matthew tucker

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About matthew tucker

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    http://bresque.studio205.net.au
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  • Gender
    Male
  • Location
    Dulwich Hill, Sydney
  • Interests
    Double basses & decomposition. I want to learn to read music.

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  1. I've made four western red cedar bass tops and they all sound great; warm, open, and loud. However, the cedar is soft, and yes can be a bit splitty, especially during top removal. None of my tops has cracked yet. FWIW, if I were to put in a soundpost patch, I would have very few qualms putting in a spruce patch, as the wood is harder, and in that nodal location I doubt whether there will be significant tonal change. If you want to use cedar, go for the tightest grained piece you can find. I would also consider spruce for top and bottom block area patches. (I have just about used up all my qualms ... does anyone know where to get them these days? I tried my scruples supplier - but he's gone out of business too.)
  2. Also known as filbert shape. i agree .... best brush shape. and synthetic bristles seem to be very good too.
  3. Speaking of kevlar, I'd like someone to make a tool roll with a stiched-in kevlar lining for my gouges
  4. Kevlar would be super strong but hell to work with. Repair materials need to be easy to work with ... and also to remove. On basses and cellos I use artist's grade linen canvas, unbleached, and i use strips overlapping the linings a little as i don't want to create a weak-point by stopping the linen at the linings. I pull out 4-5 threads from each edge so that the edges feather nicely into the rib instead of making a ridge. When glue is dry I sand edges lightly to kill any rough spots then paint on more thin hide glue to seal. I've been toying with the idea of sealing the linen/glue reinforcement with shellac. But have not done this yet.
  5. I've been experimenting a little with what i think must be manila copal - although I'd love a "test" so help me identify it. What is interesting; it half-dissolves in alcohol and leaves a white powdery slurry. But I discovered that in naptha/shellite/lighter fluid, it dissolves completely and well. When brushed onto glass, the alcohol version leaves a slightly translucent film, stays sticky for a while. The shellite version, on the other hand, dries in about 30 seconds, leaves a perfectly clear film, and hardens nicely. Has anyone else used this solvent in touch-up varnishes?
  6. CHET! You did it! And I missed it by ... THAT much! I've had a few distractions down here this year :-( and forgot to check in at Maestronet for a while. But I've just read the whole thread and now inspired to make one myself. A beautiful result you have there and I'm looking forward to hearing it, too. (Just have to finish a bass or two first ...) Well done Chet. best wishes Matthew
  7. I love doublesided tape - mine is only a layer of glue really. No foam layer at all. I stick thin pieces of wood to a sheet of thick perspex, stick two thicker sticks at either side as a fence, then use a plunge router to thickness my strips very accurately and safely. Then just slide a knife under the veneers and rub the glue off. Also use doublesided tape to stick a backing block to my blades when lapping. Much easier when you have something to hold onto.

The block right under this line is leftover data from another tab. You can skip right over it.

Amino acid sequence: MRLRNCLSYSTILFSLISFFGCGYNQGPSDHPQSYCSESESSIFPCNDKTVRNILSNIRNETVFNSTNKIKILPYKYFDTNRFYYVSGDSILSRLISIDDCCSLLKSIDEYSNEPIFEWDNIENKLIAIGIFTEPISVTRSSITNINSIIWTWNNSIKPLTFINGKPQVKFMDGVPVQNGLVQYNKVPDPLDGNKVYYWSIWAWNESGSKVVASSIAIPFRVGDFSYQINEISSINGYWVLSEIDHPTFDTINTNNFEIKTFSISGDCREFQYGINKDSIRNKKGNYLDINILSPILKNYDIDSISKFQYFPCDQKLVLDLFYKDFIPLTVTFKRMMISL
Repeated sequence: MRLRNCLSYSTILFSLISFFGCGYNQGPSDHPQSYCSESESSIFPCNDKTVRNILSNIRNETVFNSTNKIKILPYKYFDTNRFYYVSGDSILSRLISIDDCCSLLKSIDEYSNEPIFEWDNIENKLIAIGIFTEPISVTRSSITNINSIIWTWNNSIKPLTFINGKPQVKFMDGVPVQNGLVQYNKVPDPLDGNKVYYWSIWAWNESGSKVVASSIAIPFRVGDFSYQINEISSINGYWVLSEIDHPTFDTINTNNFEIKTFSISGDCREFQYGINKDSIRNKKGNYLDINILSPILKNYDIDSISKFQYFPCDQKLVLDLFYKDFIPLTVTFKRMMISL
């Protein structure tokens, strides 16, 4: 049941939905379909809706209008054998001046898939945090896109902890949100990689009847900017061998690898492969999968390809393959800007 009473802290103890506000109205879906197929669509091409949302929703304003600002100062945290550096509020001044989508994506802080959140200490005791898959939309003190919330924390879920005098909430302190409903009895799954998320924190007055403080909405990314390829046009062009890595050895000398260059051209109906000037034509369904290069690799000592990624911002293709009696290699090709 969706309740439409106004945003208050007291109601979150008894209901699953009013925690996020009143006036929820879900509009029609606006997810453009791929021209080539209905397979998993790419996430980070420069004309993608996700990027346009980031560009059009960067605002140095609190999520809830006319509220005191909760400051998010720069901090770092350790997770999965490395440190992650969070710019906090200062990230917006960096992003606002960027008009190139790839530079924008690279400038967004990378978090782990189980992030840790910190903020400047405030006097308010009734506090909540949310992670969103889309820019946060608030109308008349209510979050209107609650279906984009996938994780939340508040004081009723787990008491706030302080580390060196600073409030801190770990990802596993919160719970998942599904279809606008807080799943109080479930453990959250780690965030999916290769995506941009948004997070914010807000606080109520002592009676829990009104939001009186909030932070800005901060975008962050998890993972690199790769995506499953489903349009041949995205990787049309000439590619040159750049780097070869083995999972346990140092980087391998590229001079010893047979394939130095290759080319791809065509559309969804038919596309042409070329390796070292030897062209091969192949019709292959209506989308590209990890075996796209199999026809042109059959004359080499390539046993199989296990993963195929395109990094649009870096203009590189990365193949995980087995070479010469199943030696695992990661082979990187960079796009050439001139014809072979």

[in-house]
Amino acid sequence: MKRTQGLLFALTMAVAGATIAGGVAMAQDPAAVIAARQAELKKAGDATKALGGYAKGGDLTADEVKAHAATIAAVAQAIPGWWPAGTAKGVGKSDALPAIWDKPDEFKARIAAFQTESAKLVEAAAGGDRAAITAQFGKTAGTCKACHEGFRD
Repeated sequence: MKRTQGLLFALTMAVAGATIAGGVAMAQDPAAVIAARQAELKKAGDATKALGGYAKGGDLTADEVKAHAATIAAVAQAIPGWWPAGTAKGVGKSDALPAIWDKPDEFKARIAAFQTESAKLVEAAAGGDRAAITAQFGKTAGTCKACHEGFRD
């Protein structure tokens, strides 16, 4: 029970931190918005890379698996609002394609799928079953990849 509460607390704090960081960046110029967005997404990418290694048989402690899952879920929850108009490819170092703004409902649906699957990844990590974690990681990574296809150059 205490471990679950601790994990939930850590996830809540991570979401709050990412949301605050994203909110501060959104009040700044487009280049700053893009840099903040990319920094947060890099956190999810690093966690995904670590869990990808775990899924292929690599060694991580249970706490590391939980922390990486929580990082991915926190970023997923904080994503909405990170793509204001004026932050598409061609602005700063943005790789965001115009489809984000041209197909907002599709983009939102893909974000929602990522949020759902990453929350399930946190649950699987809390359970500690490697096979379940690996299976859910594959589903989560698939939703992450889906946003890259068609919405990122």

8. What? No-one else uses blu-tack on a ruler?
  9. That's what I usually use for my double bass purfling, but the other day i saw a picture of someone using it with the "handle" part as a handle! ... and felt a bit silly because I'd been using it upside down all this time. But now, i'm not so sure!
  10. Gurian Instruments makes purfling to order, all sorts of woods and thicknesses and layups. fantastic resource. But there's a minimum order price so its a good idea to to a group buy ... I haven't personally bought from them yet, but I know a bunch of luthiers that have, and they all have good things to say. http://www.gurianinstruments.com/pb/index.php
  11. This is not really a new idea and you've probably seen this all before, but in case not ... of historical interest http://www.powerhousemuseum.com/collection...devereux-viola/
  12. (checks date ... hmmm ... April 1 was a couple of months ago ... )
  13. Craig most players use a 3/4 double bass and use a string length of 41.5" . That's about as standard as it gets. Some basses have 44" string length but this is on the upper limit of playability. a 4/4 bass is just a term for "a very large bass" really. Primary students typically start on a "1/2" size bass with a string length of 38"-40". I'd be surprised if your client couldn't use one of these successfully. Think about where your heel stop is going to be. this is the point where the index stops the thinnest string when the thumb is in the crook of the heel. Double basses have a D or Eb stop - dunno about cellos. It is a useful standard reference point. Big diff between acoustic basses and electric is sustain, acoustic box absorbs string vibrations so the sustain is typically short. That's part of the DB sound. Without a moving soundboard there's nothing damping the vibrations and the thing sustains forever like an electric bass. Very different sound. I think if you build in a small soundboard/cavity the sound will be more DB - like but that's just a hunch. the Paulin bass I posted above has a hollow body with cedar top and piezo pickups under the bridge feet. Oh and if you're going to use bass strings at proper tension, I suspect those peg tuners won't do. With basses, there are no rules. Have fun.